The Supreme Court will soon have a chance to bolster First Amendment rights if it accepts Theresa Riffey’s suit against Illinois for forcing her to join the Service Employees International Union. Riffey provides in-home care to her quadriplegic brother and receives a stipend from the state. A state law deems such home workers to be state employees, effectively unionizing them. Even though SEIU is powerless to improve Riffey’s working conditions, she still has to pay dues. The state’s fiction, as David Rivkin and Andrew Grossman explain (National Review, February 29), is a case of forced speech:
[T]here has always been a tension between the First Amendment, which protects all Americans’ rights to free association and to speak or remain silent, and labor laws that compel all workers subject to a collective-bargaining agreement to support financially a union’s advocacy on their behalf, even if they dissent from the union’s goals and message.
The consistent rationale for the union exception to First Amendment freedom is “labor peace,” a term that harkens back to the violent strikes and lock-outs of the 1930s. But laws such as California’s andIllinois’s turn this narrow exception into a license to compel speech and association in any instance. Is labor peace really at issue when there is no workplace, no employer property is at risk, and workers’ only relationship to their putative employer is payment for services rendered to a third party? If so, doctors and lawyers who are often paid by state governments for services rendered to indigent clients or, for that matter, any person who accepts a government benefit or payment — which is to say virtually everyone — could be forced to kick back a portion to organized labor to fund speech with which they disagree.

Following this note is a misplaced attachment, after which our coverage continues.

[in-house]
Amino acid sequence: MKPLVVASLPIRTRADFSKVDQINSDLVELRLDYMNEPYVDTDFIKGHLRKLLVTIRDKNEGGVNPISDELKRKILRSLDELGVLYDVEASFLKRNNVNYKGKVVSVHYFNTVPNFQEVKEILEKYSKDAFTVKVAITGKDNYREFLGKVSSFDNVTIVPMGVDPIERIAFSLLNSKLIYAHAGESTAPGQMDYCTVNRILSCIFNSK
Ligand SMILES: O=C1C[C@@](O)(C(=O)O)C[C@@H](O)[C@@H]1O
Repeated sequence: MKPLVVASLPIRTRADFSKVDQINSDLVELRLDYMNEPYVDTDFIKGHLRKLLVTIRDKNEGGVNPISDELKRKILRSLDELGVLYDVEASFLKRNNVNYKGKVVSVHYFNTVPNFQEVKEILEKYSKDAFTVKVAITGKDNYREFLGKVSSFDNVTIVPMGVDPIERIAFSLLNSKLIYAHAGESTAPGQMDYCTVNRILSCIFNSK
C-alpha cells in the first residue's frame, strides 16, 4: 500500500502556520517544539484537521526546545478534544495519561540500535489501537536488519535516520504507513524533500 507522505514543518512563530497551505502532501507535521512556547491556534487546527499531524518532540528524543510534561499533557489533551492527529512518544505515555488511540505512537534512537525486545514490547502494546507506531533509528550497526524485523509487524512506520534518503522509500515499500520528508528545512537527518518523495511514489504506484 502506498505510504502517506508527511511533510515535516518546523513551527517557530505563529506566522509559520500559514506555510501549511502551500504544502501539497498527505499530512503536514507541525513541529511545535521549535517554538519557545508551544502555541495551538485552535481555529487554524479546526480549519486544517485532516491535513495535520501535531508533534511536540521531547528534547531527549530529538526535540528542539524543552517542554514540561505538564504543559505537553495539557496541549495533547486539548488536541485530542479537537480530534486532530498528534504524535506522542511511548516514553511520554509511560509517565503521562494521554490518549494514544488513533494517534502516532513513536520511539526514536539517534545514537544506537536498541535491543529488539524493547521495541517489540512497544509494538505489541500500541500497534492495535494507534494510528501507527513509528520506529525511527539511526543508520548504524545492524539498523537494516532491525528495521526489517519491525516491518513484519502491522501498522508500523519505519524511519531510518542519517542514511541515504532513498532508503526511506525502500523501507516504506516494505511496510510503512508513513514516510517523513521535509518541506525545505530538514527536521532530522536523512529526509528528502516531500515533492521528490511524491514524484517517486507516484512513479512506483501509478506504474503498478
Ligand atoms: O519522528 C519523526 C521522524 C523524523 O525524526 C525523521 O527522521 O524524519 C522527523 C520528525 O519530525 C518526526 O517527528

I am an Air Force Veteran of the Cold War and the First Gulf War (Operation Desert Storm). I live on a wooded hilltop with my two rescued dogs, Yogi and Ranger, and two rescued cats, White Sox, and Mittens. We share my land with several deer, a family of red-tailed hawks, a barn owl, numerous squirrels (that my dogs and the cat tree together), a family of pileated woodpeckers and numerous cottontail rabbits, and an occasional opossum or raccoon.